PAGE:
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The Smithsonian’s Hirshhorn Museum and Sculpture Garden broke ground today, Nov. 16, on artist and architect Hiroshi Sugimoto’s revitalized Sculpture Garden. First Lady Jill Biden, Smithsonian Secretary Lonnie G. Bunch III, Smithsonian Board of Regents Chair Steve Case, artist-architect Hiroshi Sugimoto and Hirshhorn Director Melissa Chiu hosted the artist-led ceremony.
The groundbreaking recognized the layered history of the Smithsonian’s only outdoor art gallery embedded in the National Mall. Influential contemporary artists including Laurie Anderson, Jeff Koons and Adam Pendleton joined Smithsonian, Hirshhorn and city leadership at this transformational moment for the national museum of modern and contemporary art.
“By preparing the Hirshhorn campus for the 21st century, we are answering our mandate to responsibly steward the national collection and engage the broadest possible audience,” Chiu said. “We are responsibly fortifying the Sculpture Garden and adding essential flexibility for current and future visitors, artists and scholars. We are honored to work closely with Hiroshi Sugimoto, who has conceived a dedicated outdoor space for encounters with art as only an artist can.”
The groundbreaking is a landmark occasion in the Hirshhorn’s almost 50-year history, one that will remake the campus of the nation’s modern art museum. Following the groundbreaking, the museum will deinstall the sculpture in the garden and relocated them to the museum’s plaza. The garden will then close in spring 2023 for what is expected to be a two-year project.
“Our campus is our hardware,” Chiu said. “This revitalization necessitates we also update our software: the language and platforms we use to engage, captivate and expand our global audience. We must meet them where they are: with us on the National Mall or online.”
The groundbreaking ceremony follows the museum’s announcement of pop superstar J Balvin’s appointment as its first cultural ambassador and the release of its first collection book in almost a half-century. Hirshhorn Museum and Sculpture Garden: The Collection is a technology-powered volume that uses the Hirshhorn’s pioneering image-recognition software—Hirshhorn Eye (Hi for short)—to activate artworks within the book and share original videos directly to readers’ smartphones. The Hirshhorn has also worked closely with the Smithsonian Channel to support a new, nonfiction series, The Exhibit, filmed at the museum, that chronicles emerging artists’ responses to creative prompts inspired by the Hirshhorn permanent collection and exhibitions.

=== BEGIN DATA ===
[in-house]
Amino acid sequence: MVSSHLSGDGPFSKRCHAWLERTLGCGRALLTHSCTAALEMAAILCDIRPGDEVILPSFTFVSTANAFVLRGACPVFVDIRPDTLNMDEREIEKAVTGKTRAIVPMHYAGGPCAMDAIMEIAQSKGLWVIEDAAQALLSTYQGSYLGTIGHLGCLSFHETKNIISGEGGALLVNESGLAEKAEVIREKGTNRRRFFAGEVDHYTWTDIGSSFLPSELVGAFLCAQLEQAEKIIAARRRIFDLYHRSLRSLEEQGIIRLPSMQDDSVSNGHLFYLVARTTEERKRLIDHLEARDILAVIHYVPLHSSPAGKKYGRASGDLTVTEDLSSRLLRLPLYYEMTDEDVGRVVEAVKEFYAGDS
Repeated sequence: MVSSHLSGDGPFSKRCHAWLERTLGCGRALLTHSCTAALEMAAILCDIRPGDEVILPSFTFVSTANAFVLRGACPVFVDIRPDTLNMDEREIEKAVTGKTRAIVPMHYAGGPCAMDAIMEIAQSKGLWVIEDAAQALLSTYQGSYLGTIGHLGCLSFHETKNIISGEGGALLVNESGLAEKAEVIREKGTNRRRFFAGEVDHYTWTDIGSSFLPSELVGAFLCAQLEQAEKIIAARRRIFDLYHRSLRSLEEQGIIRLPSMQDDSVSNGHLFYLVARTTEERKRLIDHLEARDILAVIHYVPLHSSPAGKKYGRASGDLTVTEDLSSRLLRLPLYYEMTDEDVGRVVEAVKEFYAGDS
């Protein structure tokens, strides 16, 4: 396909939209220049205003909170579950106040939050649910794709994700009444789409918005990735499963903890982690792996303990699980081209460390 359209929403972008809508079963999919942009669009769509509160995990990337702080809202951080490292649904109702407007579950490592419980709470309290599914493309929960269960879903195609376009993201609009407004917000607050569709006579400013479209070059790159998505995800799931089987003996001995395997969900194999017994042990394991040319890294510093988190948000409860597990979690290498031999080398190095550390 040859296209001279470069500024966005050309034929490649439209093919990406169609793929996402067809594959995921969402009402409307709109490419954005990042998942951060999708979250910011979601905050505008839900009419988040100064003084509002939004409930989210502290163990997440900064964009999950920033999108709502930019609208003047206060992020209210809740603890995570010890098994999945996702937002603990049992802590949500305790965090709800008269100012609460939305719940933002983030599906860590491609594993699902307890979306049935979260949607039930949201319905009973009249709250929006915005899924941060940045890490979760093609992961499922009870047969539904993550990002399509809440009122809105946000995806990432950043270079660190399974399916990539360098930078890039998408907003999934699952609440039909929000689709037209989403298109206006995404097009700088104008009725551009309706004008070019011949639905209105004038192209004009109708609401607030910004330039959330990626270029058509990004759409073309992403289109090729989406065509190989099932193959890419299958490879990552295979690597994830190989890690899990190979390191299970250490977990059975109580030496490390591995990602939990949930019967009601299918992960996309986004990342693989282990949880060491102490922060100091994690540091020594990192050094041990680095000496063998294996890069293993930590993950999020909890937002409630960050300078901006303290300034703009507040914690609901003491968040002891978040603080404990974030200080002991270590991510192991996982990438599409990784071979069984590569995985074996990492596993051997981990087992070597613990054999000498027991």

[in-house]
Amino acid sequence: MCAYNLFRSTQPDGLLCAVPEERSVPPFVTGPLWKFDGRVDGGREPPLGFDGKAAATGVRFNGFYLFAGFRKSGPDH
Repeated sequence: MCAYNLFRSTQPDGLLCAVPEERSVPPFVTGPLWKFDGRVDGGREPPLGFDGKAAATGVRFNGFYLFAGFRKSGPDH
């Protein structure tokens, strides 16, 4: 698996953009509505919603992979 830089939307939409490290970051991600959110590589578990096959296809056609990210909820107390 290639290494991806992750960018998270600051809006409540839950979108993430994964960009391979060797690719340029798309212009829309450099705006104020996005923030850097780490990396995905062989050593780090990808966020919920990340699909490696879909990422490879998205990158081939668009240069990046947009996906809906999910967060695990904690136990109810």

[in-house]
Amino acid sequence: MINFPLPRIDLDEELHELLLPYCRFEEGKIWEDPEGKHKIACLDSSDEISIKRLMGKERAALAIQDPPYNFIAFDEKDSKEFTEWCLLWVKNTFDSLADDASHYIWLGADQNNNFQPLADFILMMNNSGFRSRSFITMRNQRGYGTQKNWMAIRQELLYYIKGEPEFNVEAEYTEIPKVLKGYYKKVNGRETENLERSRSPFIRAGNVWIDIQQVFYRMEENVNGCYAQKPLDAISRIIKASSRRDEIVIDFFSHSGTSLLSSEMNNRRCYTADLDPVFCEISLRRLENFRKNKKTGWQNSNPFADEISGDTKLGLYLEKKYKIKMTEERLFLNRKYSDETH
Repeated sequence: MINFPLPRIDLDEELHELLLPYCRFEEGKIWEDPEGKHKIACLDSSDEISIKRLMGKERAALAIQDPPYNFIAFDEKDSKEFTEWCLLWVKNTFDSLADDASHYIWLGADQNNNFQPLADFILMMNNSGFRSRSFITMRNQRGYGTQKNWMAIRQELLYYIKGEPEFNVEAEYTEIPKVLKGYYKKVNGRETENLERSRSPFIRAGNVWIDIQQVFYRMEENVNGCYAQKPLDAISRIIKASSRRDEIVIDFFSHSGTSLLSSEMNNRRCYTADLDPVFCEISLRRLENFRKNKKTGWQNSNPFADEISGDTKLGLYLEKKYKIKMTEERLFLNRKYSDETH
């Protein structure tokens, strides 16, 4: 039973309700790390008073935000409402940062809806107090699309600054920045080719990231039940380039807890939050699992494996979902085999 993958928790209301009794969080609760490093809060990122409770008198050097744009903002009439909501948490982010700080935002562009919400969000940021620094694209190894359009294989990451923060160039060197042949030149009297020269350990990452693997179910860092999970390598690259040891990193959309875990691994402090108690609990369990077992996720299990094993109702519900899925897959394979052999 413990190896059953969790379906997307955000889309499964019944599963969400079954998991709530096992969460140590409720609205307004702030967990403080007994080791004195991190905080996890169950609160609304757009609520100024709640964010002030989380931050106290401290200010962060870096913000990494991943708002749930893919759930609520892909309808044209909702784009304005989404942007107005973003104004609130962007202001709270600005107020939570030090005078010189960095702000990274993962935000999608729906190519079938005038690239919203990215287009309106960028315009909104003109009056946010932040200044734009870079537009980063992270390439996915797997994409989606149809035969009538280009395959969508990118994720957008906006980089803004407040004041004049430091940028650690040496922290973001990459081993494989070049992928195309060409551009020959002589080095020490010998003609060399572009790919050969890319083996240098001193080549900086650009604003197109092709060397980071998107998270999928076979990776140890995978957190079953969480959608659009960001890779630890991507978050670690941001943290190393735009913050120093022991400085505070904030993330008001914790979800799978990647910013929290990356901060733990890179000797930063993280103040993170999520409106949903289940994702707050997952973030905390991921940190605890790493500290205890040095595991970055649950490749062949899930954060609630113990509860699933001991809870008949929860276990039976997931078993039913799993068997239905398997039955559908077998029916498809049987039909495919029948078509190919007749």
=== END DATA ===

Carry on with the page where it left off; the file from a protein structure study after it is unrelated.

About the Hirshhorn Collection
The Hirshhorn’s permanent collection includes leading artists from the late 19th century to the present day and comprises paintings, sculptures, photographs, mixed-media installations, works on paper and new-media works. The Hirshhorn has one of the most comprehensive collections of modern sculpture in the world, with many examples on view indoors and in the Sculpture Garden.
An active global acquisitions program continually adds work to the Hirshhorn collection in all media, with an emphasis on new work and the work of artists exhibiting at and collaborating with the museum. Artists such as Ai Weiwei, Mark Bradford, David Hammons, Mona Hatoum, Robert Irwin, Yoko Ono, Raphael Montañez Ortiz, Susan Philipsz, Adrian Piper, Gerhard Richter, Doris Salcedo and Rachel Whiteread are represented by major works. Global modernism is also a collecting focus, and recent additions include works by Monir Shahroudy Farmanfarmaian, Natsuyuki Nakanishi and Park Seo-bo. African American artists recently entering the collection include Charles Gaines, Arthur Jafa, Jennie C. Jones, Senga Nengudi, Sondra Perry and Henry Taylor.
About the Hirshhorn
The Hirshhorn Museum and Sculpture Garden is the national museum of modern and contemporary art and a leading voice for 21st-century art and culture. Part of the Smithsonian, the Hirshhorn is located prominently on the National Mall in Washington, D.C. Its holdings encompass one of the most important collections of postwar programs on the art of our time—free to all. The museum and its outdoor sculpture garden are open daily (except Dec. 25), 10 a.m.–5:30 p.m. For more information, visit hirshhorn.si.edu. Follow the museum on Facebook, Instagram, Twitter and YouTube.
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